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Archive for May, 2016


Handle Problems Head-on

Most of us would rather avoid problems than handle them, but as a manager and leader, handling problems effectively is a skill you need to develop. Often, we jump to a solution without thoroughly analyzing the problem. Before you can attempt to problem solve, you need information. Here are some questions to answer before you focus on possible solutions.Problem Opportunity

  • What do you think the problem is? Take some time to describe your viewpoint of the situation.
  • Who’s affected? Is it unique to your team or department or are areas outside your responsibility involved? Everyone involved in the problem needs to be part of its resolution.
  • Is it transitory or situational? Some problems will resolve themselves with time; you only need to monitor them.
  • What’s the source of the problem? Is it a system or process? Is a person or group causing it?
  • What is contributing to the problem? Are there factors or people who are making the problem worse?
  • What can you do about it? Are there actions you can take to address the problem?
  • Who else needs to be involved in the solution? Sometimes, a problem involves several people with different functions and in different areas. In these cases, it is important to identify everyone who has a part in the solution.

Taking time to research the problem and answer these questions will put you in a better position to identify and resolve the problem.


Is Your Computer Desktop a Mess?

Most of us juggle electronic documents daily, creating files and folders, saving documentation, and sending and receiving electronic information. More and more, our work is becoming paperless! How well you handle electronic documents, including e-mail, has a huge affect on how positively productive you are. Here are some tips.messy desktop

  • Treat your desktop and e-mail in-box just like a huge filing cabinet. Set up folders just as you would for paper documents. Consider categories such as Personnel, Administrative, Vendors, Contracts, Proposals, Customers, and so on.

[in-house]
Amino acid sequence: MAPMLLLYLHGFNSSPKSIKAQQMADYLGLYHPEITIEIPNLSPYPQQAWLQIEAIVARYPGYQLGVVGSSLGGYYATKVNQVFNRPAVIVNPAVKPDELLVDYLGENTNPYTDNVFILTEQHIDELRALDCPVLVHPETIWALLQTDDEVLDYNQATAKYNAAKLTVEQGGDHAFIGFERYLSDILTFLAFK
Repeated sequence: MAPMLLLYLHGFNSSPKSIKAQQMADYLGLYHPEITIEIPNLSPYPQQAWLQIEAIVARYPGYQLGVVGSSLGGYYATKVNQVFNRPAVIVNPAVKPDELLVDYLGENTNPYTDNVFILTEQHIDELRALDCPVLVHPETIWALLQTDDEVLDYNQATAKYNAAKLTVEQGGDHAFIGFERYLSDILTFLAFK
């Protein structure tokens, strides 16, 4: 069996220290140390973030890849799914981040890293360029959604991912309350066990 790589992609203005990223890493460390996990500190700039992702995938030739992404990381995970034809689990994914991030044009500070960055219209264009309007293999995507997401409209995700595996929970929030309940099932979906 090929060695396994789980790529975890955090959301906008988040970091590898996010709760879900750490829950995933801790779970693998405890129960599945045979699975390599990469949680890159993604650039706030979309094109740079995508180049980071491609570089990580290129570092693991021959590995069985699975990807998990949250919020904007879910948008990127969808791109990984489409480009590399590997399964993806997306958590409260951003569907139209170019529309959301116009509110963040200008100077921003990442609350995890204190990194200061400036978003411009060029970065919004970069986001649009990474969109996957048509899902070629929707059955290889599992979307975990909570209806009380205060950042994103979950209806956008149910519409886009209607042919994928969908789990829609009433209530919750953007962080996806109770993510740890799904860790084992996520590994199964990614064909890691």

• When you finish with a document, file it in the appropriate folder instead of letting it remain on your desktop.
  • Set up a “To Read” folder for documents that don’t require a response or action other than reading. You can open and read these when time permits, and you have removed from your desktop.
  • Create a follow-up system for electronic documents pending additional information. You can also attach them to a date on your calendar if you use Outlook.

What about all those completed electronic documents floating around on your desktop now? Create a folder labeled “Pre-[today’s date] and move them into this folder. Taking just fifteen minutes each day to clear the documents from this folder will eventually empty it. See my blog post Quick Steps to Get Organized for more information.


Coaching Employees to Performance Excellence

In my leadership program, I encourage managers to coach their employees to SOAR. The acronym stands for:Soar

  • S = State the specific behavior you are going to address. Be objective and factual and avoid turning your interpretations into facts.
  • O = Outline what you are feeling about the situation, the behavior, or its impact and help the employee understand the effect of the behavior.
  • A = Address the new, replacement behavior you want and your expectations for change. Focus on the preferred action and be clear and specific about your expectations, so there are no misunderstandings.
  • R = Reaffirm understanding and end on a positive note. Make sure the employee understands what is expected by asking for affirmation. If there is any hesitation on the employee’s part, restate your expectations for the new behavior.

Helping each team member to improve and showing them how to enhance their skills will strengthen your entire team and make everyone more positively productive. Instead of dreading performance discussions, turn them into opportunities to help your employees SOAR to greatness!